Always send a thank-you note, preferably signed by your residents, and tag the retailer or organization in a thank-you post on social media
6 Tips for Asking for Time and Talent Donations
Sometimes, what you really need in your community is the time and talent of others. Of course, you get joyful assistance from your team of volunteers but you can solicit the greater community to donate their time and talents for a one-time or recurring visit program with a few of these tips:
- When groups of people call to donate their time caroling at Christmastime, book them for another event in March or June before you book them for their caroling. This shows them that you are happy to have their help throughout the year, and not just during the holidays
- Actively seek a partnership between one Girl Scout or Boy Scout troop per year, where they can host their meetings in your conference room in exchange for regular volunteer opportunities
- Ask a favorite entertainer if they would consider donating their talents once per year
- Find local clubs in your greater community and ask them to plan and lead a group once per year in your community. For example, a garden club can lead a flower arranging class or a men’s breakfast club can lead a coffee chat. You might have to give them concrete ideas if they struggle to find one on their own, but finding twelve clubs who commit to one group each year is 12 new (and free!) activities for your residents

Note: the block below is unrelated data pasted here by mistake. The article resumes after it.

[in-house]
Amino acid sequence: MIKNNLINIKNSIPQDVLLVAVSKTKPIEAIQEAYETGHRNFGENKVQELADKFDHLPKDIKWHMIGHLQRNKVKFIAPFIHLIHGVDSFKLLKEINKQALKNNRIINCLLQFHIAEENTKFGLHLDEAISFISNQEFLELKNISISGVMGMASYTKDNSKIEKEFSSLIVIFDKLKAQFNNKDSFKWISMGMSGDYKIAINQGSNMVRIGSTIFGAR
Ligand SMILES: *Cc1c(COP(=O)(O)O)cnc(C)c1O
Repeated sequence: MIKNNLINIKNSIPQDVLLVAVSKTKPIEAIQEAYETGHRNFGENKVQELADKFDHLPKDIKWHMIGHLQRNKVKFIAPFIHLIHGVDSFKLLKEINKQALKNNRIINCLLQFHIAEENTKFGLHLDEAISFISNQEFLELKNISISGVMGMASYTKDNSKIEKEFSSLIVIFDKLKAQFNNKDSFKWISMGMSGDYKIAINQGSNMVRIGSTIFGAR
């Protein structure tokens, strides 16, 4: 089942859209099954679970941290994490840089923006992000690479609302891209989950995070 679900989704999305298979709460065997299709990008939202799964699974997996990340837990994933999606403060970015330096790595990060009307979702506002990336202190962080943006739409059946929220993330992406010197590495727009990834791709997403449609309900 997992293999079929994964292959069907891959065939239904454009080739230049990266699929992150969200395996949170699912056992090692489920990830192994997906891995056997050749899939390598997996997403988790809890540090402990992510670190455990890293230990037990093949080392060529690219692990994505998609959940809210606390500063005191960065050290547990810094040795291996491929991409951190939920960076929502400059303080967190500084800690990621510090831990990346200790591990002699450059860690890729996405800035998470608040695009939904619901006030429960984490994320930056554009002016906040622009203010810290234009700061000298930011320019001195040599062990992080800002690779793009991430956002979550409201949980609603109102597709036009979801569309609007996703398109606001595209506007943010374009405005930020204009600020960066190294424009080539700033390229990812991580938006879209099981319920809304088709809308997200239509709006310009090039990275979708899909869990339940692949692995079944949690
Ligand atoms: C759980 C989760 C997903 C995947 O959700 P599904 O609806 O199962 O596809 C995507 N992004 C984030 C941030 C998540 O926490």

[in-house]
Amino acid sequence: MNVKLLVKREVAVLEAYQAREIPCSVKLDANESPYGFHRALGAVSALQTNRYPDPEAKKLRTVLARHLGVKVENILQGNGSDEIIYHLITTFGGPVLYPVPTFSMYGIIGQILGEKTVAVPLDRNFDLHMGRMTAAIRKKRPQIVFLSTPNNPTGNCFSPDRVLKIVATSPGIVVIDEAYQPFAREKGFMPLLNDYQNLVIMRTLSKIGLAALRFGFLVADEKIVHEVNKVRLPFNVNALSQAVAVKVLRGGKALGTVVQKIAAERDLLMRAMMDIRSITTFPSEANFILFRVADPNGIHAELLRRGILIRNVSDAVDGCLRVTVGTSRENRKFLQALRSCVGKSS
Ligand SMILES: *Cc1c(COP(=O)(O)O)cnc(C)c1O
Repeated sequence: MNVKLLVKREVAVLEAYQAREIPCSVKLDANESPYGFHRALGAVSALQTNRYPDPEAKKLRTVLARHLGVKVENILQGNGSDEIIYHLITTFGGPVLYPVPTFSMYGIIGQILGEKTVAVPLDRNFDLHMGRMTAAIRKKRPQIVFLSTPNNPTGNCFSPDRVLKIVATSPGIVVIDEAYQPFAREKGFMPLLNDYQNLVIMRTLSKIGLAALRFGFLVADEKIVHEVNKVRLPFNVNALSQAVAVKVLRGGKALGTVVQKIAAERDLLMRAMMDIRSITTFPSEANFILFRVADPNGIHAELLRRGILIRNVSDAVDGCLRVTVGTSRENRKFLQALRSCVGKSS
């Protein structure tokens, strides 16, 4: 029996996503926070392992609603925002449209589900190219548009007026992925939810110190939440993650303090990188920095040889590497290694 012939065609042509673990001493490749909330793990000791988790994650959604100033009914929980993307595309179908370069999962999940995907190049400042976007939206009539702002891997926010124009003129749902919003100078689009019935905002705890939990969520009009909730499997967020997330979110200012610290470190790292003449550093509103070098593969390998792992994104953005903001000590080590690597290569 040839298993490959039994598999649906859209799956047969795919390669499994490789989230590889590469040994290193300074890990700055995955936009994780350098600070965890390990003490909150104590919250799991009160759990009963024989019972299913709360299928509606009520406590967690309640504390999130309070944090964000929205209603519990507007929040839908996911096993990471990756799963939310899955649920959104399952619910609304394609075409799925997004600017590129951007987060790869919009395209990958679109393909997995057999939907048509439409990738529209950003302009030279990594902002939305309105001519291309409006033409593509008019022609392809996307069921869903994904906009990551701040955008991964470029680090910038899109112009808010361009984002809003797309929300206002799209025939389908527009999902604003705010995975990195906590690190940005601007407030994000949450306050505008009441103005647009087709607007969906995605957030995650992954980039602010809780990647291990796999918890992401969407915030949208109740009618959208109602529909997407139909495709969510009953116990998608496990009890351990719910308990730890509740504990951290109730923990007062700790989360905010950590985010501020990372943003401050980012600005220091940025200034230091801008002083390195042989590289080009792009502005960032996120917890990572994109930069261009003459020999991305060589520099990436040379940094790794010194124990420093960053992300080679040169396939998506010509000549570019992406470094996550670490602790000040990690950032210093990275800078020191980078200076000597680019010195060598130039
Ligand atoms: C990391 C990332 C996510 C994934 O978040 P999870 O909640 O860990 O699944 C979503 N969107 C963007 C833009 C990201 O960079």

- Don’t be afraid to use social media and your community newsletter to ask for specific talents. For example, “Do you know how to make homemade ice cream and want to share that talent with our residents? Let’s make it happen! Call our community and we’ll get the details set.”
- If you have a local college or community college nearby, work with them to find volunteer student groups who may want to support your residents and community
4 Tips for Asking for Supply Donations
Finally, your department needs tangible items and supplies to use in your celebrations and groups. You can save some money by asking for donations of specific items, like craft supplies, decorations, or even food.
- Before you ask a local store for an item, make sure you know what item you need. For example, don’t just ask the craft store for a donation of “craft supplies”. Instead, ask them for “10 yards of fabric” and include what it is for (“for the residents to make memory quilts”)
- The same goes for food items, make sure you know what you need, when you need it, and why. For example, ask a local restaurant for a donation of chips and salsa for your Cinco de Mayo celebration because your residents haven’t stopped talking about it since the outing there last month.
- When possible, ask for supply donations from local retailers that already know you and your residents because you frequent their establishment. They are much more likely to give to your community if they have a relationship with you already
- Be careful asking for supply donations from the greater community via social media or newsletter, unless you are ready and have a plan for what to do with TOO MUCH of the supply. For example, I asked for puzzles to replenish my puzzle cabinet and ended up with 67 boxes of puzzles (some didn’t even have all the pieces) by the end of the month. I was drowning in puzzles!
No matter what donations your community receives - money, time and talent, or supplies - it is your responsibility to steward those resources well. Make sure you are only asking for what you genuinely need and always follow up with a thank-you note.
What is the best donation you have received for your residents?